Good photographs need to be accompanied with good descriptions: what size is it? How thick is it? How long is it? What does the back look like?

        As for background: do whatever makes your product look best. This is not an opportunity to do something clever; this is where you showcase your product to the best of your ability. The necklace may look cute on your dog, but that doesn’t show me how long it is on a person. You may love-love-love that new plate, but if the design on it fights for attention with your product, I may just start Googling “red plate with basketweave design”.

        Etsy gives you room for several photos; that’s your opportunity to tell your customers everything they want to know about your product.

  5. I’m thankful for the specific guidelines and the example photos….now I have a to do list….re-photograph. I don’t have a fancy camera though..but I think that I can improve the photos with this great advice.

  6. Good points; will try tweaking the pics. I’ve always been told to shoot things against a white background (unless they’re white or very light colored), and figured I was an idiot for thinking they lacked context.

  7. This is one of the best pointers I have read in a year. Thanks so much and I am going to get out my camera right now and do over some of our work. It only seems logical that we put so much attention into making and designing our work, and then have the viewer see a sloppy non-caring photo of it. Thanks again.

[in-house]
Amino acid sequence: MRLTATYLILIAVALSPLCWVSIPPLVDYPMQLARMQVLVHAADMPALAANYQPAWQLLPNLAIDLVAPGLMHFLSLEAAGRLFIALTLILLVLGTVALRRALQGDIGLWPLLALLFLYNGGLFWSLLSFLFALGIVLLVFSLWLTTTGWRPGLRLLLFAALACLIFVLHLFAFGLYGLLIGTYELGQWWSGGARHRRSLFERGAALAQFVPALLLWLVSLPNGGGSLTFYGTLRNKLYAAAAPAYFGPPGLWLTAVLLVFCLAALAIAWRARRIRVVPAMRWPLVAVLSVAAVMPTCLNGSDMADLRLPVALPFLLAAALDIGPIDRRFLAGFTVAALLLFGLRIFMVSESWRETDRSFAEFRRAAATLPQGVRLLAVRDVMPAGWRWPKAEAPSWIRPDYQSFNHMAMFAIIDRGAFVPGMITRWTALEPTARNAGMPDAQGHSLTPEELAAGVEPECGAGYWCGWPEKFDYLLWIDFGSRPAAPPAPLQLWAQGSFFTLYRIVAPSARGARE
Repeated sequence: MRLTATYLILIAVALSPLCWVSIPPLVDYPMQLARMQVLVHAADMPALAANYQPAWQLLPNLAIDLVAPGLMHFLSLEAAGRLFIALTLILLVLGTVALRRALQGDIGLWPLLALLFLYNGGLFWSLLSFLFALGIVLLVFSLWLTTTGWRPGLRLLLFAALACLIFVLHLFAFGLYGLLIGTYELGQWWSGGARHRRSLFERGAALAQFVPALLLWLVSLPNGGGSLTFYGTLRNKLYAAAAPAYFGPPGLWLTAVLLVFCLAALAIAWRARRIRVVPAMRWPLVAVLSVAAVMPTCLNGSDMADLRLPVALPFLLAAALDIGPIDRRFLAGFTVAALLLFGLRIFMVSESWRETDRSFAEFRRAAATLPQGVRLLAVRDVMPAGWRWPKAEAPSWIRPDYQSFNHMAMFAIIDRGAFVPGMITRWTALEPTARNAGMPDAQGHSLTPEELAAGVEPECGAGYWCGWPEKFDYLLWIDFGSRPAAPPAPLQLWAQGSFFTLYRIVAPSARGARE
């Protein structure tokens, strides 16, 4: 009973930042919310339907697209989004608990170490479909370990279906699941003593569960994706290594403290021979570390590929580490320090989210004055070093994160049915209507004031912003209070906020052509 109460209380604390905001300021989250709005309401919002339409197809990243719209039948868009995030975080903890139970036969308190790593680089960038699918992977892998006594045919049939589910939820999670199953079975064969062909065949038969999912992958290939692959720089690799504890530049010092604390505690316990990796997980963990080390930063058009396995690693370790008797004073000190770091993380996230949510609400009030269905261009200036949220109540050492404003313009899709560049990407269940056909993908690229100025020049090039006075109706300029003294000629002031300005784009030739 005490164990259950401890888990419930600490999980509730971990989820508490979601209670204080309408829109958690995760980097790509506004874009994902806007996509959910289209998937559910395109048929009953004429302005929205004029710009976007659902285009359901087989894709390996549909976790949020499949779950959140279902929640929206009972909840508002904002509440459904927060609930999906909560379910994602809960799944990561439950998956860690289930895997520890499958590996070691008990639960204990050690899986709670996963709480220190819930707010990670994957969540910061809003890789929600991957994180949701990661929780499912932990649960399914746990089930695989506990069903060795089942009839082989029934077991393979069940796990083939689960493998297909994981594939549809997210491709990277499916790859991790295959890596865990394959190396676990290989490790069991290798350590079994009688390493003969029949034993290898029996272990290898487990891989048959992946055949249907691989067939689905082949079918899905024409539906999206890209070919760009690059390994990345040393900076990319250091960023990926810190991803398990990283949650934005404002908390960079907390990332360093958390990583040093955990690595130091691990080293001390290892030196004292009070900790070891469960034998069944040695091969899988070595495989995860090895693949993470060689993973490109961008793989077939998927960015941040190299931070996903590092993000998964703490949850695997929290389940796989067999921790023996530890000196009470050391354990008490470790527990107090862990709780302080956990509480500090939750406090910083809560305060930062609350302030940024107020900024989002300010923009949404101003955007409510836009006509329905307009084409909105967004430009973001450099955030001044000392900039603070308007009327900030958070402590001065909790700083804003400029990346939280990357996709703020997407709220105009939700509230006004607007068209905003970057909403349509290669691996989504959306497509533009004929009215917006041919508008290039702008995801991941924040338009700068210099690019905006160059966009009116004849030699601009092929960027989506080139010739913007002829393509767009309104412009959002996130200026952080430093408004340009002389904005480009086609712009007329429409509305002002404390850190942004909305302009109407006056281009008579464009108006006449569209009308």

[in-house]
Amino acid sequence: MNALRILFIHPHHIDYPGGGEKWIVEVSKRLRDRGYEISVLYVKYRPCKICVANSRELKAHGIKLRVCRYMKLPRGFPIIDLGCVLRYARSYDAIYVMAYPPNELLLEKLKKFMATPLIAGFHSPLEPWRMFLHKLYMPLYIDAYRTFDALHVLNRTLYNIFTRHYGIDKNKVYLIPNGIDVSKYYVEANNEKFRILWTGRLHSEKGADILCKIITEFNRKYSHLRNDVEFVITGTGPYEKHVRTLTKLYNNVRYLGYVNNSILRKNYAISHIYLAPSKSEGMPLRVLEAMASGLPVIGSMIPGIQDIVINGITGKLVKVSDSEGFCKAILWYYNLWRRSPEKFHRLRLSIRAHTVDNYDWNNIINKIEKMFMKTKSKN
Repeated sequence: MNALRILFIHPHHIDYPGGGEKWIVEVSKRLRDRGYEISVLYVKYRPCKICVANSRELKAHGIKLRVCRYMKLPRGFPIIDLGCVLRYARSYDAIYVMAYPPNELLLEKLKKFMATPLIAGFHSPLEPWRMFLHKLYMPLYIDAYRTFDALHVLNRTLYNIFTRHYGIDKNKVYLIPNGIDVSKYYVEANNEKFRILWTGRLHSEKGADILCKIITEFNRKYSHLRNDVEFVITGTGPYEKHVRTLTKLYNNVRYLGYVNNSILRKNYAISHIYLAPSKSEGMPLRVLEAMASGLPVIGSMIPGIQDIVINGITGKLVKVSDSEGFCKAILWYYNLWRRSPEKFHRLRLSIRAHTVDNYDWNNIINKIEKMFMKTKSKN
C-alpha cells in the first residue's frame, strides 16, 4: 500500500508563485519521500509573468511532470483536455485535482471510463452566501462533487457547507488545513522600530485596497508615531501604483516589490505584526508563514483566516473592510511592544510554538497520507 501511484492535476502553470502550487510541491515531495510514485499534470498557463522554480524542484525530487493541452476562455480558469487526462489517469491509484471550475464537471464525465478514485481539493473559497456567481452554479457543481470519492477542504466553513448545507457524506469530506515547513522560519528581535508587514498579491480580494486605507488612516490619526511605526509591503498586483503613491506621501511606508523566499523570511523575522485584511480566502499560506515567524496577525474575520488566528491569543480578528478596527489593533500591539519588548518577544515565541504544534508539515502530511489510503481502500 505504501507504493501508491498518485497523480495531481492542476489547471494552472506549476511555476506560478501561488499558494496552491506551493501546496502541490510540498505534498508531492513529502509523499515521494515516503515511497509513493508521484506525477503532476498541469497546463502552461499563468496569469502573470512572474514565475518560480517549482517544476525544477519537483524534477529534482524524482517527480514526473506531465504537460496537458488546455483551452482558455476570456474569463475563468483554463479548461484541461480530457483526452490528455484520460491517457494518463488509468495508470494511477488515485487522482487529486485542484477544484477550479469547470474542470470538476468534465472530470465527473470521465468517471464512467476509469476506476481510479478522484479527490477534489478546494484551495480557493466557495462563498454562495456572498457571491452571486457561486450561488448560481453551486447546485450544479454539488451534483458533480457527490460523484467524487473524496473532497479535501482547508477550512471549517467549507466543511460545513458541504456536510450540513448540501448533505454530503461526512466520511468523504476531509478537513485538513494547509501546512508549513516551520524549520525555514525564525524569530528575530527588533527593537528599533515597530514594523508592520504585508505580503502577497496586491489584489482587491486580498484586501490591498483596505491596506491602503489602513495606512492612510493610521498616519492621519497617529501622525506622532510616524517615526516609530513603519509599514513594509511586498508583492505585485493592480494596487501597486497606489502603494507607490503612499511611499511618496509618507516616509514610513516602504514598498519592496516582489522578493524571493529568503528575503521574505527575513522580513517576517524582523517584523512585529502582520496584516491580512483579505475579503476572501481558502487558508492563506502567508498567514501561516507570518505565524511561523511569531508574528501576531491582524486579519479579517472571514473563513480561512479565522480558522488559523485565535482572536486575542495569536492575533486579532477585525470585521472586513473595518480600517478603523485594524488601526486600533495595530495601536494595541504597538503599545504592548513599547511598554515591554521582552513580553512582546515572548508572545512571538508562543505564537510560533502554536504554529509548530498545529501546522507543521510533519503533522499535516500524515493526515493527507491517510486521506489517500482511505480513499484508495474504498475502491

8. Thank you for the helpful hints, and I have to say that I am terrible at taking photos of ts that are wrinkled…. That will have to be something to work on, I just wish someone would fill me in on the best way to take a photo of a child’s t, with a model I often loose what is on the t itself…. on a hanger it looks flat and cheap. any help would be appreciated……

  9. Thank you for the pointers. I am so guilty of the heavy shadows. I am new to Etsy and futhermore new to photography. I never thought to diffuse the lighting with tissue paper. What a great idea! I will definitely use this in the future. Thanks again.

  10. I think another helpful hint would be to take the photos at interesting angles. Whenever I am going through Etsy, I hate seeing all the photos be just one angle: the full product. I think it’s much more interesting to take a photo on an angle and show some details in the product first. Obviously you want to include at least one picture of the full product, but other angles sure do help!